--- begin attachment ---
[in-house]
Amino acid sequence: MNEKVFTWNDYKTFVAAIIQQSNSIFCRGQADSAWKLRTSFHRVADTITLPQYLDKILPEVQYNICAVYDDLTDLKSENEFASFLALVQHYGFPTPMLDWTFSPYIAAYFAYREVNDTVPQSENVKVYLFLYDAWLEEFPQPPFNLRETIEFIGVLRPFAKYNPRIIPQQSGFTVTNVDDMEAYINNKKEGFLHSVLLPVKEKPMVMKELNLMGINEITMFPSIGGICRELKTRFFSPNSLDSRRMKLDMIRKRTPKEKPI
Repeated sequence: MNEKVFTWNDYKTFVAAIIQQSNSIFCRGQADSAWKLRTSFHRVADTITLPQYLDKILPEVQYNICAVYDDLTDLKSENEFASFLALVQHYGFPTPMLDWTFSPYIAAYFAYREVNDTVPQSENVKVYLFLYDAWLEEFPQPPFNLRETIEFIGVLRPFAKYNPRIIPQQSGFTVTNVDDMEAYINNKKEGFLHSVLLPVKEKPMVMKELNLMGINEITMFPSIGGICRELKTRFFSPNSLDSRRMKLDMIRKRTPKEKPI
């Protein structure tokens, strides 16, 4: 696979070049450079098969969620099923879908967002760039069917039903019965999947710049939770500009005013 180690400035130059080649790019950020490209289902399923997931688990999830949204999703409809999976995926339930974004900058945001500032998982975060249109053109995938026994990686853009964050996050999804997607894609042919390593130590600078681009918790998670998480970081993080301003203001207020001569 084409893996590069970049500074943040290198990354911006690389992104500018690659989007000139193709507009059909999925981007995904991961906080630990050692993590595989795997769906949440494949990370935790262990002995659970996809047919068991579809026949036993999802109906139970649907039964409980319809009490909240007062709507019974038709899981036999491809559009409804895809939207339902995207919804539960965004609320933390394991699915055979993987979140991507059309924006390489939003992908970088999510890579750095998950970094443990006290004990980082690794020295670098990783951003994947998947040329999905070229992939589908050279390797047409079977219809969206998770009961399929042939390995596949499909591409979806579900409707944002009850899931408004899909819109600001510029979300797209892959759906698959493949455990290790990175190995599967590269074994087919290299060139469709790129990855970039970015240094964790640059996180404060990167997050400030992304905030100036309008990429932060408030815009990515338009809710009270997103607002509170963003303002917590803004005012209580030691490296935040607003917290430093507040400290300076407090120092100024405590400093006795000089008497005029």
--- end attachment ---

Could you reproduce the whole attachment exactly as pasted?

[in-house]
Amino acid sequence: MNEKVFTWNDYKTFVAAIIQQSNSIFCRGQADSAWKLRTSFHRVADTITLPQYLDKILPEVQYNICAVYDDLTDLKSENEFASFLALVQHYGFPTPMLDWTFSPYIAAYFAYREVNDTVPQSENVKVYLFLYDAWLEEFPQPPFNLRETIEFIGVLRPFAKYNPRIIPQQSGFTVTNVDDMEAYINNKKEGFLHSVLLPVKEKPMVMKELNLMGINEITMFPSIGGICRELKTRFFSPNSLDSRRMKLDMIRKRTPKEKPI
Repeated sequence: MNEKVFTWNDYKTFVAAIIQQSNSIFCRGQADSAWKLRTSFHRVADTITLPQYLDKILPEVQYNICAVYDDLTDLKSENEFASFLALVQHYGFPTPMLDWTFSPYIAAYFAYREVNDTVPQSENVKVYLFLYDAWLEEFPQPPFNLRETIEFIGVLRPFAKYNPRIIPQQSGFTVTNVDDMEAYINNKKEGFLHSVLLPVKEKPMVMKELNLMGINEITMFPSIGGICRELKTRFFSPNSLDSRRMKLDMIRKRTPKEKPI
């Protein structure tokens, strides 16, 4: 696979070049450079098969969620099923879908967002760039069917039903019965999947710049939770500009005013 180690400035130059080649790019950020490209289902399923997931688990999830949204999703409809999976995926339930974004900058945001500032998982975060249109053109995938026994990686853009964050996050999804997607894609042919390593130590600078681009918790998670998480970081993080301003203001207020001569 084409893996590069970049500074943040290198990354911006690389992104500018690659989007000139193709507009059909999925981007995904991961906080630990050692993590595989795997769906949440494949990370935790262990002995659970996809047919068991579809026949036993999802109906139970649907039964409980319809009490909240007062709507019974038709899981036999491809559009409804895809939207339902995207919804539960965004609320933390394991699915055979993987979140991507059309924006390489939003992908970088999510890579750095998950970094443990006290004990980082690794020295670098990783951003994947998947040329999905070229992939589908050279390797047409079977219809969206998770009961399929042939390995596949499909591409979806579900409707944002009850899931408004899909819109600001510029979300797209892959759906698959493949455990290790990175190995599967590269074994087919290299060139469709790129990855970039970015240094964790640059996180404060990167997050400030992304905030100036309008990429932060408030815009990515338009809710009270997103607002509170963003303002917590803004005012209580030691490296935040607003917290430093507040400290300076407090120092100024405590400093006795000089008497005029």